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JVC Everio GZ-MC500 review: JVC Everio GZ-MC500

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MSRP: $1,799.00

The Good Decent blend of video and still capabilities; generally sensible controls; easy searching and downloading; tiny size.

The Bad Mediocre battery life, viewfinder, and low-light performance; automatic features a bit sluggish; limited manual controls; no microphone jack.

The Bottom Line This extremely compact, nicely designed camera should please technophiles who want both photo and video capabilities and can afford to splurge.

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7.1 Overall
  • Design 8
  • Features 8
  • Performance 6
  • Image quality 7

Review Sections

The GZ-MC500 is one of the most advanced models in JVC's line of Everio cameras, which capture both MPEG-2 video and photos on a little hard drive or a flash memory card. What sets this camera apart from its lesser siblings is its three-chip imaging system. It uses the same three CCDs as the GR-X5, a larger but still very compact JVC model that records video on MiniDV cassettes. And while the JVC Everio GZ-MC500 certainly isn't the cheapest three-chipper, it is one of the smallest.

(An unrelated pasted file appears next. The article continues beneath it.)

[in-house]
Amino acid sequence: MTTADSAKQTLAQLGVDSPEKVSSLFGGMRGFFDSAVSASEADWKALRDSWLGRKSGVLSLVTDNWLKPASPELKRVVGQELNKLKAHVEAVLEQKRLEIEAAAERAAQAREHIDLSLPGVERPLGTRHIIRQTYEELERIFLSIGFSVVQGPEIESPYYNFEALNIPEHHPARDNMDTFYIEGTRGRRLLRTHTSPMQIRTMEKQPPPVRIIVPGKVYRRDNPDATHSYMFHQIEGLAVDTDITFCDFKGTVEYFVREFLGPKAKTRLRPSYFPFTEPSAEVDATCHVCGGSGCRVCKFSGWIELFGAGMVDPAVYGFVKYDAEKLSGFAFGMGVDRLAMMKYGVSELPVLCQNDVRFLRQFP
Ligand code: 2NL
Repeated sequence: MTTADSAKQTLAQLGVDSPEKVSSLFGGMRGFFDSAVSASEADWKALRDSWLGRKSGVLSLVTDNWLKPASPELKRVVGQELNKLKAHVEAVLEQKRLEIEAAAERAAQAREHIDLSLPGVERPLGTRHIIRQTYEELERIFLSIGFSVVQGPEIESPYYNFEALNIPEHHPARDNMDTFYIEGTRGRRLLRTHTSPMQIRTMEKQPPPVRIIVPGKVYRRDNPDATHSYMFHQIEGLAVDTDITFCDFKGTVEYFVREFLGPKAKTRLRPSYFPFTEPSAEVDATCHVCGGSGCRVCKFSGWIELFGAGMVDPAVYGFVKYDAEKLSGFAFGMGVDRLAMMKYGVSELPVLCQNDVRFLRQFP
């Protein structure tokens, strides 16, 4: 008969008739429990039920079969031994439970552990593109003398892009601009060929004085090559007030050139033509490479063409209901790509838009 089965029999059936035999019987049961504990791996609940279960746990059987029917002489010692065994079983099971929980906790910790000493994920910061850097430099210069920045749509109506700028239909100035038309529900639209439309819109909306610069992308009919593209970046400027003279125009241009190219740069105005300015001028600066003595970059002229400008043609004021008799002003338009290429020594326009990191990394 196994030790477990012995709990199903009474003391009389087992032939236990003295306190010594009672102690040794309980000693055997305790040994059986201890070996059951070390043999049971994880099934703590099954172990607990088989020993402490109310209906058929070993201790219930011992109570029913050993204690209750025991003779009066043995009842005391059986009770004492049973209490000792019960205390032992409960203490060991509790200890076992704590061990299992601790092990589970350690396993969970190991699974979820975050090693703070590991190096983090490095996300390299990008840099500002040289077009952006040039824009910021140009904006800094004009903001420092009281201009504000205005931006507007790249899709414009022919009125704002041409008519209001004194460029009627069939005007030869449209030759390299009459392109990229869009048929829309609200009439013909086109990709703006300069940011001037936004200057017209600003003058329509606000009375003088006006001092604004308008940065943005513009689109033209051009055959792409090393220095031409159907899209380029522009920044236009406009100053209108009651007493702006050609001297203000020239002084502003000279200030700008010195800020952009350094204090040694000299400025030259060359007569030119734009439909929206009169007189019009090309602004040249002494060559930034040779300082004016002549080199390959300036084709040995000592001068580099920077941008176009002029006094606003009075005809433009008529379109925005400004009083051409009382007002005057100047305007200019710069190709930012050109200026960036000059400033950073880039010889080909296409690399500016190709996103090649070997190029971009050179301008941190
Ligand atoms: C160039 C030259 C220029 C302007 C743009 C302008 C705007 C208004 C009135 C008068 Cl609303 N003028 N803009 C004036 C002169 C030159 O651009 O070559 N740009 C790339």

JVC includes a 4GB Microdrive with this Everio--enough to hold about an hour of highest-quality footage--and recording in MPEG-2 offers some very real benefits, including random access to your clips and easy downloads to a computer. But there are some drawbacks, too. Even though downloading video is easier, some popular video-editing applications still can't handle MPEG-2 footage as well as DV.

Probably more significant for this Everio's audience is the cost of the media. MiniDV tapes are cheap enough to serve as an archiving medium, but Microdrives and CompactFlash cards are clearly not. That means you'll have to develop the habit of continually emptying out the Microdrive by transferring its contents to a hard drive or a videotape for long-term storage. This may be particularly challenging if you're out in the field for any length of time--on a long vacation, say.

With the Everio GZ-MC500, JVC lives up to its reputation as an innovator. The camera is far from a bargain, but for those who want a hybrid camcorder incorporating the latest technology in an extremely compact package, it's a winner.